When paper currency (fiat money) is printed and circulated, its relationship with the value it represents is like two cars driving in opposite directions. The gap between them widens exponentially. Increased currency printing without substantiation in real economical output will dilute its value. When that happens, low-income and unemployed people struggle to keep up with the diminishing purchasing power. Meanwhile, companies need to raise prices, which means more people struggle to keep up with the rising cost of living. This vicious cycle is called inflation.
Inflation and the dilution of currency value can kill a society fast. We saw that in late 17th century France. Remember the famous words “Let them eat cake”? They referred to treats being made for the elite while the masses were starving.
The history lesson of that era hasn’t been heeded. We’ve been hyper-printing money since George W. Bush installed new presses and redesigned our currency back in 2001. Under President Obama, it was called quantitative easing, but it boils down to the fact that the increase in currency is not reflected by an increase in production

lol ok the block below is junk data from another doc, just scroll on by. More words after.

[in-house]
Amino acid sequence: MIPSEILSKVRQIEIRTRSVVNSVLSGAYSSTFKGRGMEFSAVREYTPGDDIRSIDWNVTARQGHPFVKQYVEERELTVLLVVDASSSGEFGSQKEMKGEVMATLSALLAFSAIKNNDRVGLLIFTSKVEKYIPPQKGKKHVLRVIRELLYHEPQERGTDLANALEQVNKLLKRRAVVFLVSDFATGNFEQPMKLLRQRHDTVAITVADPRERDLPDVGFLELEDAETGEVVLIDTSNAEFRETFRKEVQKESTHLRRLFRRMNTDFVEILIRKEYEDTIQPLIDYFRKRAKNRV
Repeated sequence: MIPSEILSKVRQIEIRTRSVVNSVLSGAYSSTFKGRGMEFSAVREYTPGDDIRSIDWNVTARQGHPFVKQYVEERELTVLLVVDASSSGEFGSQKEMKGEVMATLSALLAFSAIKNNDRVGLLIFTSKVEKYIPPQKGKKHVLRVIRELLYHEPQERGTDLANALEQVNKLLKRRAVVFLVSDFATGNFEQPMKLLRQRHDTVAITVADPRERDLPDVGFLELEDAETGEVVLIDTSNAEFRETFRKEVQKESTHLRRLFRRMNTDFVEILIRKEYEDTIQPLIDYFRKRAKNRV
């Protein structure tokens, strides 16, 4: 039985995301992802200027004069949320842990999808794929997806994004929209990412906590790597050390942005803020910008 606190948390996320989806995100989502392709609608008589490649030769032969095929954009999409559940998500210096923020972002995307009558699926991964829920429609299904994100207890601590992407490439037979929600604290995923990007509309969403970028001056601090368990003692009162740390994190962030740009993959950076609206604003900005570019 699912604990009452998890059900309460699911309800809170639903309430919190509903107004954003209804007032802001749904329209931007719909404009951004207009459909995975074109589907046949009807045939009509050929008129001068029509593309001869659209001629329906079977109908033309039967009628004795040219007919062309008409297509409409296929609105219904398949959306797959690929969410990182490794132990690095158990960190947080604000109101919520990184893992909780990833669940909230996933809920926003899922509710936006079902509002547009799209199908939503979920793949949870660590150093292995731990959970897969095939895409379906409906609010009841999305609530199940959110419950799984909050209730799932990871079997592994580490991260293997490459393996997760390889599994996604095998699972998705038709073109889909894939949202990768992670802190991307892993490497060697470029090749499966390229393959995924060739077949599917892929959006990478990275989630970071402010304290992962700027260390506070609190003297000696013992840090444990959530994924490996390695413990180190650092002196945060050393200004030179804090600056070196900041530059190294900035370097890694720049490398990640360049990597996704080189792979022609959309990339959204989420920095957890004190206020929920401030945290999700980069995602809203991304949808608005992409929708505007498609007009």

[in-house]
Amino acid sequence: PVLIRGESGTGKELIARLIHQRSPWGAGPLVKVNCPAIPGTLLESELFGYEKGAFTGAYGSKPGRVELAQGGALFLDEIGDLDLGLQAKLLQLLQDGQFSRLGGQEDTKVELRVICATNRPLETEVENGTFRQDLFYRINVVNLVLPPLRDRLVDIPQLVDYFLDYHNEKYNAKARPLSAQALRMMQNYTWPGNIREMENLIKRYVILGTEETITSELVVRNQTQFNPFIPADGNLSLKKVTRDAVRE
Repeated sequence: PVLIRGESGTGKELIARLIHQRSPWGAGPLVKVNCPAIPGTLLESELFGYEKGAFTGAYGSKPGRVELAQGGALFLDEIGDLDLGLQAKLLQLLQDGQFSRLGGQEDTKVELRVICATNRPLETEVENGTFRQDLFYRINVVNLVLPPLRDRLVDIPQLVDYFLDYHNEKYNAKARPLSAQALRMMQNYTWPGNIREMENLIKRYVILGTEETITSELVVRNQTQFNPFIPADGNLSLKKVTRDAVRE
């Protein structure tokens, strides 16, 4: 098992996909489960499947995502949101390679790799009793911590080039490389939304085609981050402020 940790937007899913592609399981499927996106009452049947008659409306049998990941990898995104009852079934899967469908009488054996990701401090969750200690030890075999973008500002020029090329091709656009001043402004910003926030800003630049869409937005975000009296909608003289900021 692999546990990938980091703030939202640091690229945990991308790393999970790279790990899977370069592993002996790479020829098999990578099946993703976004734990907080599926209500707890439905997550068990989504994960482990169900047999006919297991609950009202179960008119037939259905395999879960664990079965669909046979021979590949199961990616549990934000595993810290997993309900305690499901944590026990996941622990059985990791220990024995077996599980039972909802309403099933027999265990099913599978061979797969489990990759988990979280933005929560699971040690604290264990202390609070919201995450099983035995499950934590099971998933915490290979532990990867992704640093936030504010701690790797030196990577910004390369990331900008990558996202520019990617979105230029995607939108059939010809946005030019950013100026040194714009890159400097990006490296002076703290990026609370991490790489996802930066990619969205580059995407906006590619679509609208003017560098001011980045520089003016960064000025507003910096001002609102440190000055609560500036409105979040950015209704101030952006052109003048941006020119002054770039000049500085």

France made several attempts at printing and getting money into circulation but failed. Eventually, the money just went towards debt payments until the debtors stopped recognizing its value. As money was being printed, it created a stock market bubble with record stock prices but without any actual gain to the French people. Does this sound familiar?
We are repeating that history now. Our debts are record high. Our corporations are just shells that don’t really benefit us. The US dollar barely circulates here, and most of what we make and use gets swept offshore, hoarded by foreigners who think it still has value. We have record-high national and consumer debt with minimal true GDP growth (services don’t count in my book). Sounds grim, doesn’t it? The average working person is indebted with almost no actual tangible worth. At the same time a carefree and insensitive elite has been formed flaunting their wealth and privilege in a way not seen for centuries.
(Treasury secretary Steven Mnuchin and his wife Louise Linton on a visit to the Treasury’s printing press. A photo that became viral, as many people took offense to what they perceived as flaunted privilege.)
I remind you that there is a France today. Sometime after that era, it got its act together, The violence the French had to endure in the process was unimaginable. I suspect there will be an America after this era too, but the cost to cure our greed problem will likely be unimaginable too.